New book reproduces the first laws of cricket

27 June 2008

Cover_smallThe Bodleian Library’s latest publication, The Original Laws of Cricket, reprints in full the first laws of the game which are among the oldest of all the rules governing sport.

The book is a collaboration between the Bodleian Library which possesses several early laws of the game and the Marylebone Cricket Club (MCC) which has a unique copy of the earliest surviving laws (1744) preserved on the edge of a linen handkerchief.

The book looks at the fascinating story of the origins and evolution of these laws and how they affected the game, from the earliest times to the present day. It reprints in full the first two laws of the game from 1744 and 1755 as well as bringing to light surprising parallels with ongoing controversies, such as ball-tampering and match-fixing.

Following on from the success of The Rules of Association Football 1863 and The Original Rules of Rugby, this book reprints the complete text of the original laws and explores their significance in light of the early game of cricket. It also looks at how these early laws shaped the development of the game and in turn how the social dimensions of the game affected the laws.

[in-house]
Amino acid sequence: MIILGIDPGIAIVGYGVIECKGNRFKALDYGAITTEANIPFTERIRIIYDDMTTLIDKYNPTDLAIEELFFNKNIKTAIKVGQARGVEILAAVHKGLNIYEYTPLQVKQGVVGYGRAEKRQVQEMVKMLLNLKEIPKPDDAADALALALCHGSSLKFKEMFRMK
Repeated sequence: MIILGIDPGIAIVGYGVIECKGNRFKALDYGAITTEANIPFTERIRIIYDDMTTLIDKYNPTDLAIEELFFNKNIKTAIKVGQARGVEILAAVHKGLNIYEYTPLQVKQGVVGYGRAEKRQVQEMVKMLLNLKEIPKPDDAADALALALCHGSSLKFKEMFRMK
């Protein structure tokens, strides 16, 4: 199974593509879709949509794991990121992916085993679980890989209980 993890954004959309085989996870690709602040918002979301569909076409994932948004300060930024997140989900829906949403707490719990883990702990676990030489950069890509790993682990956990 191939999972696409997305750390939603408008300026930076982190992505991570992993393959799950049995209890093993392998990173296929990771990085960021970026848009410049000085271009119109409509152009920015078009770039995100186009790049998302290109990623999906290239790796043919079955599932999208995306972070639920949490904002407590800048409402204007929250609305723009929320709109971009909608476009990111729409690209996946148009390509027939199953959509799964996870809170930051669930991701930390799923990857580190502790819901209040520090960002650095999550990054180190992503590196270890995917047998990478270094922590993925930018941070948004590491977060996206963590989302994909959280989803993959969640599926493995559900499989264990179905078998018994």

The book is illustrated with images from the Library’s collections including what is thought to be the first known image of cricket dating from a fourteenth-century manuscript now in the Bodleian Library. It also features images from the unique manuscript held at the MCC as well as other images of the game from the eighteenth, nineteenth and twentieth centuries.

    Foreword by Mike Atherton
    Introduction by Michael Rundell

    Hardback, £5.99, ISBN: 1 85124 312 7, ISBN 13:  978 1 85124 312 9, 64 pp, 30 b&w images
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